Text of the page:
Although Harvey Cushing was mostly known for his contributions to brain tumor surgery, he was also a pioneer in the development of spinal cord surgery. This lesser known facet of Cushing's career can provide a fresh and unique perspective into how the founders of neurosurgery surmounted early challenges in the field. The authors bring to light and examine for the first time Cushing's unpublished writing "Technique of Laminectomy" along with his first 3 documented intramedullary spinal cord tumor (IMSCT) cases at the Johns Hopkins Hospital. The authors draw lessons from the challenges in pathological classification, preoperative diagnosis, tumor localization, and surgical technique of that time. Although Cushing's attempts at exploration and resection of IMSCT as described here were of limited success, his ability to adapt his clinical and surgical technique to the challenges of the time, as well as develop skills to successfully manipulate the spinal cord during these exploratory procedures without the patients incurring neurological damage, postoperative infection, or complications, is a testament to his determination to advance the field and his meticulous operative technique. In spite of the limitations imposed on the pioneer neurosurgeons, Harvey Cushing and his contemporaries persevered through many of the challenges and built an essential part of neurosurgery's common story.


Assuntos
Neurocirurgia/história , Neoplasias da Medula Espinal/cirurgia , Descompressão Cirúrgica/história , História do Século XIX , História do Século XX , Humanos , Laminectomia/história , Maryland
10.
Ann Plast Surg ; 75(3): 302-5, 2015 Sep.
Artigo em Inglês | MEDLINE | ID: mdl-25046662

RESUMO

Most surgeons recommend cleft palate repair between 6 and 12 months of age. Internationally adopted patients often undergo delayed repair due to social circumstances. There are few outcomes studies on this population. We conducted a 13-year retrospective review of all patients undergoing primary cleft palate repair at a single tertiary-care academic medical center between 1993 and 2006. The primary outcome was velopharyngeal insufficiency, defined as the recommendation for corrective surgery after multiple formal speech assessments. Two hundred one patients (102 males and 99 females) were identified. One hundred eighty-three repairs were performed before 18 months of age (standard repair group). Eighteen repairs were performed after 18 months of age (delayed repair group), with international adoption being a circumstance in 16 cases. The delayed and standard repair groups were similar with regard to sex, presence of craniofacial syndrome, Veau class, cleft size and laterality, type of repair, and operating surgeon. Mean follow-up was 9.3 years, with minimum follow-up of 5.0 years. Six (33%) of 18 patients in the delayed repair group developed velopharyngeal insufficiency compared to 23 (13%) of 183 in the standard repair group (P = 0.03 by Fisher exact test). These data demonstrate that internationally adopted patients undergoing delayed palate repair suffer especially poor speech outcomes. Physiologic differences in patients undergoing late repair, as well as social factors including adaptation to a new language and culture, may be factors. Early repair should be performed when possible.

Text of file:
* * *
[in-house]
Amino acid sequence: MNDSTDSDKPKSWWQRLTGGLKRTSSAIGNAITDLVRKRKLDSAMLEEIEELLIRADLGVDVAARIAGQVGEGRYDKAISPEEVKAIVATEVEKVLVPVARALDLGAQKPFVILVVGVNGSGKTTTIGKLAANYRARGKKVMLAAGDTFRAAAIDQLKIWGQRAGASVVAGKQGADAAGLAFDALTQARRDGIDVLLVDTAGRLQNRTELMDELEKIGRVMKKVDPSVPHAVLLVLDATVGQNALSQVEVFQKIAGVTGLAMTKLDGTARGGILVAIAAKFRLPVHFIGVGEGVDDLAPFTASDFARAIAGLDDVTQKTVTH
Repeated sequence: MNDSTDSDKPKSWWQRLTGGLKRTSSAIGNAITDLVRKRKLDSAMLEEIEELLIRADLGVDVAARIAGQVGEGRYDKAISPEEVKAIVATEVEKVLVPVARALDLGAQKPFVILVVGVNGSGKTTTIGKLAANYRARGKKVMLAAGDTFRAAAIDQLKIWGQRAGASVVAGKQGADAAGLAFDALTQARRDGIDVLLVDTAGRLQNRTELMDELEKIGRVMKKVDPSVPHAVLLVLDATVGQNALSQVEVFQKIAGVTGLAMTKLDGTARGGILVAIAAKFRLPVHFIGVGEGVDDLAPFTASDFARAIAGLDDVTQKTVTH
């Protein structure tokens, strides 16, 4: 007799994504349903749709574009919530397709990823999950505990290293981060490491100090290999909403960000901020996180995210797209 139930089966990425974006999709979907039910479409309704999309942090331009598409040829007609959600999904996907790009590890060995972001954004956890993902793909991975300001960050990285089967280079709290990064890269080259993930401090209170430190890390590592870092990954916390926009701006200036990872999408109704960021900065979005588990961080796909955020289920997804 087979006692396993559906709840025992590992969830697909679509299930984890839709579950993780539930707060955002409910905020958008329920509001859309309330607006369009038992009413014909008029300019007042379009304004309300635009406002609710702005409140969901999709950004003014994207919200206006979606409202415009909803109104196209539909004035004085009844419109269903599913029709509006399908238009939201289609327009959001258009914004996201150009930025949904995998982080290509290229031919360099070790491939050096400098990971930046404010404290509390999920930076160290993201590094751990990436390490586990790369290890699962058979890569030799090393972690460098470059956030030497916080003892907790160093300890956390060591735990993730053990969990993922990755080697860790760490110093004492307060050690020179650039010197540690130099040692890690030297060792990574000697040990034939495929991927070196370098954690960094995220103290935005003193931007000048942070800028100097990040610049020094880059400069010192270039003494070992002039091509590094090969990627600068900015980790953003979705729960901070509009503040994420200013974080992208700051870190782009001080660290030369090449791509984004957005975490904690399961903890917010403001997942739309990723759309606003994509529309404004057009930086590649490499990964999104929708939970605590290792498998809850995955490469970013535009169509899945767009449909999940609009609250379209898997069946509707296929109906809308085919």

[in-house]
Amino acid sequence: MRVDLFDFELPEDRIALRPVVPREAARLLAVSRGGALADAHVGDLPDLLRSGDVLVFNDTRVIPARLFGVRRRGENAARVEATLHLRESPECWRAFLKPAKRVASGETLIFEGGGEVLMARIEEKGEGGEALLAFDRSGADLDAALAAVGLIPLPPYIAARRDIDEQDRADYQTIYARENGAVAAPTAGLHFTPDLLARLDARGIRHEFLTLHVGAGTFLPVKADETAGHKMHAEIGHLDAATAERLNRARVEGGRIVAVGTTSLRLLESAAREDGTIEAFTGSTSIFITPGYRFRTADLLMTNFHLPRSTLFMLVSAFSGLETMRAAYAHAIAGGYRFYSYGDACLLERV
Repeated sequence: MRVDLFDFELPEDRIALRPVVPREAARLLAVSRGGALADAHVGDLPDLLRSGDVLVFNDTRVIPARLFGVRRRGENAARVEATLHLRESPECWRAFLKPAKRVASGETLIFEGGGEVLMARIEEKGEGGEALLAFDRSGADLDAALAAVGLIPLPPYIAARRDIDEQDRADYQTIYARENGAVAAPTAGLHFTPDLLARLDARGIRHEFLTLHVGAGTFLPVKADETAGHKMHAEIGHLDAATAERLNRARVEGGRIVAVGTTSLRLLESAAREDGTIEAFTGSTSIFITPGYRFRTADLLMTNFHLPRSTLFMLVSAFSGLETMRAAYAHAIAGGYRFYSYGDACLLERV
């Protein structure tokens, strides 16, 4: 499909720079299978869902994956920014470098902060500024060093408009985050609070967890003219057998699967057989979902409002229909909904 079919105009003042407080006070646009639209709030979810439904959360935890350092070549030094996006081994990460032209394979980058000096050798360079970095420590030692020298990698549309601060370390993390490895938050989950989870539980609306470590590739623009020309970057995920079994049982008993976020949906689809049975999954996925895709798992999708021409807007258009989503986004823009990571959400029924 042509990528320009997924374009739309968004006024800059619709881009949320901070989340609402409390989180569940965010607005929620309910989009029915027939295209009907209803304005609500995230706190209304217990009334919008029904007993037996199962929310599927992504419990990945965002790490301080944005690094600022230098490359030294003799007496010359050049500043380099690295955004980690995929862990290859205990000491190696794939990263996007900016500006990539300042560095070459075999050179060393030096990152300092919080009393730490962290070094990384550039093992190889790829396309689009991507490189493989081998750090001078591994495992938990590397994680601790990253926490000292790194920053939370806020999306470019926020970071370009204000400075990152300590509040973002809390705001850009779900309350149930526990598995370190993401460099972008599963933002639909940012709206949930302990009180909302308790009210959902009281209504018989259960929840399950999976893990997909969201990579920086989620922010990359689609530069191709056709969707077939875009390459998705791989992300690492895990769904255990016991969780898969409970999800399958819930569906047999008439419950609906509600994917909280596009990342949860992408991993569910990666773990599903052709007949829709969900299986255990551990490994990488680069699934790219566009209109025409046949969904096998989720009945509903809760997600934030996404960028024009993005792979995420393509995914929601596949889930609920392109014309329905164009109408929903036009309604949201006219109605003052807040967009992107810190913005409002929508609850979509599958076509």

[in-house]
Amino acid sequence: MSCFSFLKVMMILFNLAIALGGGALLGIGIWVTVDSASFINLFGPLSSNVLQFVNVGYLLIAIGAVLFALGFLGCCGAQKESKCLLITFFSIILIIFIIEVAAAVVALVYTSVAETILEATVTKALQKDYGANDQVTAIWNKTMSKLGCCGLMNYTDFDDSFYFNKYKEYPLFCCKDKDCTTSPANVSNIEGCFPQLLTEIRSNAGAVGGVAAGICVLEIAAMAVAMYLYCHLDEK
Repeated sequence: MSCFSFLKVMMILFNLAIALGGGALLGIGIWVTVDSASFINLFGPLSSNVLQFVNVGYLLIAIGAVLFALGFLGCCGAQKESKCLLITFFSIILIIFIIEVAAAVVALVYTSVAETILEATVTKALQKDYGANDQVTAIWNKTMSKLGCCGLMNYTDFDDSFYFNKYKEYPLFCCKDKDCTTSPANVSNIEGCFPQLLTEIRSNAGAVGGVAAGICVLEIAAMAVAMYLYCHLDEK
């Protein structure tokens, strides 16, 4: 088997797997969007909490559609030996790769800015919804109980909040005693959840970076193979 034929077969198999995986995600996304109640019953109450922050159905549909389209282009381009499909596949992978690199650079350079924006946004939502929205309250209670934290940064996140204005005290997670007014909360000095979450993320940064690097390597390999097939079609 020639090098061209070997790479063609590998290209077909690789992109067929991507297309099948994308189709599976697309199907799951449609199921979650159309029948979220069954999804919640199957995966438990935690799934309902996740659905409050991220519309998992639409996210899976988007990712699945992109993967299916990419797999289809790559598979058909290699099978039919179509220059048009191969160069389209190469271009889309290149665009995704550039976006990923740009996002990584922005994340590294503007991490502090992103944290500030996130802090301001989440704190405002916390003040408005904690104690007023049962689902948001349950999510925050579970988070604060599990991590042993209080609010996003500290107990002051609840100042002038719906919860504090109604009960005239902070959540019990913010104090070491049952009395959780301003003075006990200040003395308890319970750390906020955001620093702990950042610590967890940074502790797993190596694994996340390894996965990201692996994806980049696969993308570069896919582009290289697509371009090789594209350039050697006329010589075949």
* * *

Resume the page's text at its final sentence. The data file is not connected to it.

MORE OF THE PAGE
Assuntos
Adoção , Fissura Palatina/cirurgia , Procedimentos Cirúrgicos Ortognáticos , Insuficiência Velofaríngea/etiologia , Fatores Etários , Pré-Escolar , Fissura Palatina/complicações , Feminino , Seguimentos , Humanos , Lactente , Cooperação Internacional , Masculino , Estudos Retrospectivos , Resultado do Tratamento , Estados Unidos , Insuficiência Velofaríngea/diagnóstico , Insuficiência Velofaríngea/epidemiologia
11.
Clin Pediatr (Phila) ; 53(12): 1149-57, 2014 Oct.
Artigo em Inglês | MEDLINE | ID: mdl-24920348

RESUMO

INTRODUCTION: This study investigates radiographically acquired normative ranges of anterior fontanelle closure (AFC) and surface area (SA) in healthy full-term infants. METHODS: High-resolution head computed tomography (CT) scans were retrospectively reviewed for AFC and AF dimensions to allow approximation of AF SA. RESULTS: Between 15 and 23 head CT scans per monthly age-group (0-24 months) were reviewed, totaling 464 scans. AFC frequency increased steadily from age 10 (16%) to 20 months (88%), reaching higher than 50% at age 16 months (53%). The AF was closed in 3% to 5% of infants at 5 to 6 months. AF median SA increased from 769.3 mm(2) (age 0 months) to 1022.2 mm(2) (2 months), then declined steadily. CONCLUSIONS: This study provides reference charts detailing AFC frequency and AF SA as a function of age. Wide variability of AFC timing and AF size among healthy infants suggest that early or delayed AFC may represent normal variants.